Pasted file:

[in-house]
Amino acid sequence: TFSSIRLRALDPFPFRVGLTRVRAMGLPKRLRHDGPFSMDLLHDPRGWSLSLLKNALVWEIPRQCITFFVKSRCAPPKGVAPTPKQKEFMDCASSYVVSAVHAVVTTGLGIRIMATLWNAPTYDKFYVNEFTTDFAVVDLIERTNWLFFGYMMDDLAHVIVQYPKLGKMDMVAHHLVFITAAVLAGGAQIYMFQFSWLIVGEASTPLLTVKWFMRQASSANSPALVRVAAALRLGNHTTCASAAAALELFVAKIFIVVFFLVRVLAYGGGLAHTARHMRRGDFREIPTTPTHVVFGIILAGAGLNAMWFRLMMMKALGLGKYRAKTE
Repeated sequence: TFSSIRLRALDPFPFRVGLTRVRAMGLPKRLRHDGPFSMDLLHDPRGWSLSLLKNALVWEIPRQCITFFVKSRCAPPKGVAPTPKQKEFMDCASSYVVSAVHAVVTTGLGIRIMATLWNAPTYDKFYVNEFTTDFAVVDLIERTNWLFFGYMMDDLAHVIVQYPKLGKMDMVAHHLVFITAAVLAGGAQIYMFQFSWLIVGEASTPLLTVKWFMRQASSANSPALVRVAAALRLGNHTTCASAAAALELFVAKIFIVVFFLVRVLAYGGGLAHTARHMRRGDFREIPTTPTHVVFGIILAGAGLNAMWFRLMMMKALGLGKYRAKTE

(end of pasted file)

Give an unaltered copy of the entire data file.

[in-house]
Amino acid sequence: TFSSIRLRALDPFPFRVGLTRVRAMGLPKRLRHDGPFSMDLLHDPRGWSLSLLKNALVWEIPRQCITFFVKSRCAPPKGVAPTPKQKEFMDCASSYVVSAVHAVVTTGLGIRIMATLWNAPTYDKFYVNEFTTDFAVVDLIERTNWLFFGYMMDDLAHVIVQYPKLGKMDMVAHHLVFITAAVLAGGAQIYMFQFSWLIVGEASTPLLTVKWFMRQASSANSPALVRVAAALRLGNHTTCASAAAALELFVAKIFIVVFFLVRVLAYGGGLAHTARHMRRGDFREIPTTPTHVVFGIILAGAGLNAMWFRLMMMKALGLGKYRAKTE
Repeated sequence: TFSSIRLRALDPFPFRVGLTRVRAMGLPKRLRHDGPFSMDLLHDPRGWSLSLLKNALVWEIPRQCITFFVKSRCAPPKGVAPTPKQKEFMDCASSYVVSAVHAVVTTGLGIRIMATLWNAPTYDKFYVNEFTTDFAVVDLIERTNWLFFGYMMDDLAHVIVQYPKLGKMDMVAHHLVFITAAVLAGGAQIYMFQFSWLIVGEASTPLLTVKWFMRQASSANSPALVRVAAALRLGNHTTCASAAAALELFVAKIFIVVFFLVRVLAYGGGLAHTARHMRRGDFREIPTTPTHVVFGIILAGAGLNAMWFRLMMMKALGLGKYRAKTE